Overseas Civilian Contractors

News and issues relating to Civilian Contractors working Overseas

U.S. contractor accused of not paying Afghan vendors is jailed

By Josh Boak  at The Washington Post

The Afghan government this weekend jailed a 75-year-old U.S. citizen whose firm, Red Sea Engineers and Constructors, has received about $500 million in contracts over the past three years.

Roy Carver, Red Sea’s chief executive, was charged with owing money to Afghan vendors that provided supplies to his construction firm, said his daughter and son-in-law, Roberta Carver-Carson and Denis Carson.

They said the source of the problem is late payments by another U.S. firm, Falls Church-based DynCorp International, that had subcontracted work to Red Sea. DynCorp spokeswoman Ashley Burke said that Red Sea was not paying its own Afghan workers, who then walked off the job site. To keep construction going, she said, DynCorp began paying the Afghan employees directly.

Afghan officials could not immediately be reached for information on the case. The U.S. Embassy in Kabul on Monday confirmed the arrest.

After Carver had a meeting at the Afghan attorney general’s office, police escorted him to jail at the Kabul Governor’s House Compound.

Red Sea employs 1,200 Afghans and constructs the cylindrical steel-panel buildings that are commonly found at military camps in Afghanistan, according to the company’s Web site.

Carver’s arrest comes as the United States has been pressuring the Afghan government to reduce corruption. This month, the United States banned the Afghan company Watan Group from receiving future contracts. Cousins of Afghan President Hamid Karzai run the Watan Group’s security guard subsidiary.

“My biggest fear is that Kabul wants to show the world that they’re now utilizing their legal system and everything is above the board,” Carver-Carson said. “I’m afraid that they might be using my father as an example.”

His family said they are receiving updates from a Red Sea employee who is taking food, medicine and blankets to his boss. Please see the entire story here

December 21, 2010 Posted by | Afghanistan, Civilian Contractors, DynCorp, Legal Jurisdictions | , , , | Leave a comment

Hundreds of Army Social Scientists Unqualified, Former Boss Says

by Spencer Ackerman at Wired’s Danger Room

Nearly five years after the Army began a controversial program to embed social scientists in combat units, the former director and chief bureaucratic force behind the program says that over a third of those researchers never should have been part of the program in the first place.

“Thirty to 40 percent of the people were not qualified,” says Steve Fondacaro, the retired Army colonel who ran the Human Terrain System from its 2006 birth until he was ousted in June. He’s speaking out in a rare post-firing interview because the contract to supply HTS with social-science experts is up for grabs — and the company that handled the job for the last five years hobbled the program, he says.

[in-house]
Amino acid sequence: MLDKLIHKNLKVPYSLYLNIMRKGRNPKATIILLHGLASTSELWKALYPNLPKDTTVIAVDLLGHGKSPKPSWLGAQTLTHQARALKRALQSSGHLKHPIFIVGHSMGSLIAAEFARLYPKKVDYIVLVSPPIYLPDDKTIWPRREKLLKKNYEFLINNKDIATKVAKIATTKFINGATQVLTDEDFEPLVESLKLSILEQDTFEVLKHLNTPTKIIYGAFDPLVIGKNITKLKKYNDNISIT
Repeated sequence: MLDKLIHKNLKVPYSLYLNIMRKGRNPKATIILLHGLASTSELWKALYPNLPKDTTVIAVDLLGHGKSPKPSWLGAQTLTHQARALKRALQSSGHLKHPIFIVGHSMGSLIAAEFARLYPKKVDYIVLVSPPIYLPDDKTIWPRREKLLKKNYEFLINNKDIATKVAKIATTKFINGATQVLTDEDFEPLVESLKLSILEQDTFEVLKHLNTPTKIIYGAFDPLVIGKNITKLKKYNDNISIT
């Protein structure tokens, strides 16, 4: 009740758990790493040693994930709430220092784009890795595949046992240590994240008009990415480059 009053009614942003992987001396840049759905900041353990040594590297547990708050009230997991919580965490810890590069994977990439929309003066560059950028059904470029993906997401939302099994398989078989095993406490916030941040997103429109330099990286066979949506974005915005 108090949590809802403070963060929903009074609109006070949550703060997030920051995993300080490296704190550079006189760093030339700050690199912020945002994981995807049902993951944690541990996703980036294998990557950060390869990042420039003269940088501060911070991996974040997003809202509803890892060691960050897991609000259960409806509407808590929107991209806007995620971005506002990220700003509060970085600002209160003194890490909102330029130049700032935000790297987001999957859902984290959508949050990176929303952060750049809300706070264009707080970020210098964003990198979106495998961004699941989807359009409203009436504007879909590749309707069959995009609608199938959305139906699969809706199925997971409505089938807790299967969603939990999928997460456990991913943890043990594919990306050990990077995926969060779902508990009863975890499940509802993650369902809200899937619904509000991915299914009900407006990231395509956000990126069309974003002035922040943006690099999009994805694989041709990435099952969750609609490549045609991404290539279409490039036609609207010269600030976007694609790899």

The Army’s Training and Doctrine Commands disagrees, and the company, BAE Systems, didn’t answer Danger Room’s questions. But with the program expanding, the ability of the next HTS contractor to provide local commanders with quality cultural advisers could make an enormous difference in the American combat efforts in Afghanistan and Iraq.  Simply put, if the United States can’t understand the populations it deals with in complex, irregular wars like Afghanistan — their traditions, their social structures, their power dynamics — then American counterinsurgency efforts are in deep trouble.

“Dealing with BAE was extremely difficult,” Fondacaro tells Danger Room. The contractor found it staggeringly difficult to provide “what I needed in terms of people and functions” for the program. That is, social scientists who both were physically and intellectually fit to operate in austere conditions in Iraq and Afghanistan, and who were “flexible enough to work with a military organization.”

But BAE struck Fondacaro as “unwilling to do the hard work in terms of screening and testing, finding the people capable of working with the energy, the intellectual capacity and the competence for this exercise we were about to embark on.” In one case, BAE provided HTS with an octogenarian Iraqi-American for a job translating in Iraq.

In another case, it gave HTS an applicant with a warrant out for her arrest for vehicular manslaughter — “which could have been easily ascertained through a cursory background investigation,” says Montgomery McFate, until recently the program’s top social scientist. “While BAE sent us some amazing people, they also sent us some people who were clearly not deployable,” she adds.

“Some of the people they were sending me were not up to par, and I had to let them go from the program,” Fondacaro says. “We had some people who did not work out downrange. It was just a very uncooperative arrangement.”

Please read the whole story here

Human Terrain’ Chief Ousted

Human Terrain’ Contractors’ Pay Suddenly Slashed

Petraeus Quietly Disses ‘Human Terrain’

December 21, 2010 Posted by | Afghanistan, Civilian Contractors, Iraq, Pentagon | , , , , , | Leave a comment